6BTV mod

6BTV (or 5BTV or 4BTV) mod for 12 & 17 meter bands — how to make a 7BTV or 8BTV or 9BTV, easy and cheap
 

The Hustler verticals are among the best.  OK, that’s just my opinion, but it is shared by many!  :-)

There are lots of opinions and articles on how to best mount them, and how to do radials.  I’m not going to opine on the matter — you can find plenty of info elsewhere.  Just so you know where I’m coming from, I have two of these antennas:  an elevated 5BTV with elevated radials, mainly used for 80m, and a ground-mounted 6BTV with on/in-the-ground radials, mainly used by the 2nd rig for digital and remote-control station contacts.  (See my page on how to bury radials for a vertical.)

In case you’re not aware, these 3 models cover these bands:

  • 4BTV – 10m, 15m, 20m, 40m
  • 5BTV – 10m, 15m, 20m, 40m, adds 80m
  • 6BTV – 10m, 15m, 20m, adds 30m, 40m, 80m

You’ll note the conspicuous absence of 12m and 17m

Sure, you might get them to tune up on 12m or 17m, but they are more or less dead on those bands.  To make them come alive and work well, you have to do something physically to them.  My 6BTV sounded like a dummy load when I tried to receive signals on 17m — but this easy mod really made it come alive.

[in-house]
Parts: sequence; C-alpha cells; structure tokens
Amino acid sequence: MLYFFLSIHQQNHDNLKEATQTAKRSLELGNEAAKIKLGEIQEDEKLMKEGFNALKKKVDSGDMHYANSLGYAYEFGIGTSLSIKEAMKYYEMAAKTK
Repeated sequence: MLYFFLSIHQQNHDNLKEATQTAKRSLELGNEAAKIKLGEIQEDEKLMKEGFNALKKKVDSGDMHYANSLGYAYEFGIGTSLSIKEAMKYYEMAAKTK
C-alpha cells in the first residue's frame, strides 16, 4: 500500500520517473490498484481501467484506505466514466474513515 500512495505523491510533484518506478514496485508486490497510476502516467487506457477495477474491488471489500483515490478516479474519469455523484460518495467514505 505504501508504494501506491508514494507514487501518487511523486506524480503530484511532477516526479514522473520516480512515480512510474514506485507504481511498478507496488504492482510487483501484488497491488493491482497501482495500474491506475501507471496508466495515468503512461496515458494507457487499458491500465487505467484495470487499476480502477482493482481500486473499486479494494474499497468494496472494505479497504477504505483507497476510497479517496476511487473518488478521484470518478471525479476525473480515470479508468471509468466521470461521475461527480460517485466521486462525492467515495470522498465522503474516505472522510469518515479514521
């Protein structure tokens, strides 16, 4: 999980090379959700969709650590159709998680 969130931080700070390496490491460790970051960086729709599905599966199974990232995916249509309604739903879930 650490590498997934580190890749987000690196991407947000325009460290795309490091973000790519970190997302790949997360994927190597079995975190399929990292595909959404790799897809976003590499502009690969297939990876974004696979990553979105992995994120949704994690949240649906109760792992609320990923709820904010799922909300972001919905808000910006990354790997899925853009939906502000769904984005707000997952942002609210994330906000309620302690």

There are several options to add the 12m and/or 17m bands:

  1. buy a fancy kit from somewhere like DX Engineering — good stuff with good customer service, I’m sure it works well, but not cheap — don’t misunderstand, I have some of their parts, and some of it is definitely useful (and they have great tech articles on it!), but I don’t think you need to spend ~$60-70 to add just one band to the xBTV-series
  2. mod the original antenna by drilling holes and adding traps sticking out the side
  3. add a simple and cheap 1/4 wave wire to cover 12m and/or 17m

Since I wanted to be cheap (us pastors don’t generally make a bunch of $), and since I didn’t want to butcher the antenna, I decided to go with #3 above.  This isn’t my brainchild.  Others showed me how, more or less, and those links are listed below.  So thanks to those guys!

Here is what I did.  (Pictures are down below.)

First, you need these materials:

  1. ~6′ – 7′ of 1/2″ electrical PVC
  2. about 6 or 8 black tie wraps, roughly 10″ long
  3. good black electrical tape (Scotch 33 or 88)
  4. ~25′ of copper wire — you can use copper-clad-steel or hard drawn if you wish, but plain old #14 or #12 (solid or stranded) is perfectly fine